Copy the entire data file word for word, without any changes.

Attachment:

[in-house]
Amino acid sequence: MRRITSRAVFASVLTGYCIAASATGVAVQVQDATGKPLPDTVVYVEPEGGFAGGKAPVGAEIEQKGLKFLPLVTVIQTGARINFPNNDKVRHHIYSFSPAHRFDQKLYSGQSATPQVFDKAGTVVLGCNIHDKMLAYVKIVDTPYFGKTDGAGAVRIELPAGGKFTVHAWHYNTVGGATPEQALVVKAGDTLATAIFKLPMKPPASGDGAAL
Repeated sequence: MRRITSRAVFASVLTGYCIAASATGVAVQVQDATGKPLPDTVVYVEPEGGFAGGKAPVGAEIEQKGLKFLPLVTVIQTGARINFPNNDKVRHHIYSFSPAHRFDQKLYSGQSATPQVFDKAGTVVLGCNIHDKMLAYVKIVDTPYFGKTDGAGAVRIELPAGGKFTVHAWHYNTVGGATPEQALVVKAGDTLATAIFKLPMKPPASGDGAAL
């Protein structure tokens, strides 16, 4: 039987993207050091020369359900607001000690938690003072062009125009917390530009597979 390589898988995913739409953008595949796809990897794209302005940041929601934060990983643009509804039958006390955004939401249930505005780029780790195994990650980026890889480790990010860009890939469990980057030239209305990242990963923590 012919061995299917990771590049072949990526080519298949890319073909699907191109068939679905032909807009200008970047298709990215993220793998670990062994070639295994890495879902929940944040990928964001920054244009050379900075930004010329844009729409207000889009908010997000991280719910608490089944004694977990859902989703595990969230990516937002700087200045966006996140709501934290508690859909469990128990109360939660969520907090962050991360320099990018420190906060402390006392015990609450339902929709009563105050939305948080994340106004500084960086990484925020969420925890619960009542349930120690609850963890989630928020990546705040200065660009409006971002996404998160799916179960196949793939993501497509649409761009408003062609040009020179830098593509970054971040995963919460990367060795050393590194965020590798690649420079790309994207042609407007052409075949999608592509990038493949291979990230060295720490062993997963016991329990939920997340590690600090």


[in-house]
Amino acid sequence: MRRITSRAVFASVLTGYCIAASATGVAVQVQDATGKPLPDTVVYVEPEGGFAGGKAPVGAEIEQKGLKFLPLVTVIQTGARINFPNNDKVRHHIYSFSPAHRFDQKLYSGQSATPQVFDKAGTVVLGCNIHDKMLAYVKIVDTPYFGKTDGAGAVRIELPAGGKFTVHAWHYNTVGGATPEQALVVKAGDTLATAIFKLPMKPPASGDGAAL
Repeated sequence: MRRITSRAVFASVLTGYCIAASATGVAVQVQDATGKPLPDTVVYVEPEGGFAGGKAPVGAEIEQKGLKFLPLVTVIQTGARINFPNNDKVRHHIYSFSPAHRFDQKLYSGQSATPQVFDKAGTVVLGCNIHDKMLAYVKIVDTPYFGKTDGAGAVRIELPAGGKFTVHAWHYNTVGGATPEQALVVKAGDTLATAIFKLPMKPPASGDGAAL
């Protein structure tokens, strides 16, 4: 039987993207050091020369359900607001000690938690003072062009125009917390530009597979 390589898988995913739409953008595949796809990897794209302005940041929601934060990983643009509804039958006390955004939401249930505005780029780790195994990650980026890889480790990010860009890939469990980057030239209305990242990963923590 012919061995299917990771590049072949990526080519298949890319073909699907191109068939679905032909807009200008970047298709990215993220793998670990062994070639295994890495879902929940944040990928964001920054244009050379900075930004010329844009729409207000889009908010997000991280719910608490089944004694977990859902989703595990969230990516937002700087200045966006996140709501934290508690859909469990128990109360939660969520907090962050991360320099990018420190906060402390006392015990609450339902929709009563105050939305948080994340106004500084960086990484925020969420925890619960009542349930120690609850963890989630928020990546705040200065660009409006971002996404998160799916179960196949793939993501497509649409761009408003062609040009020179830098593509970054971040995963919460990367060795050393590194965020590798690649420079790309994207042609407007052409075949999608592509990038493949291979990230060295720490062993997963016991329990939920997340590690600090």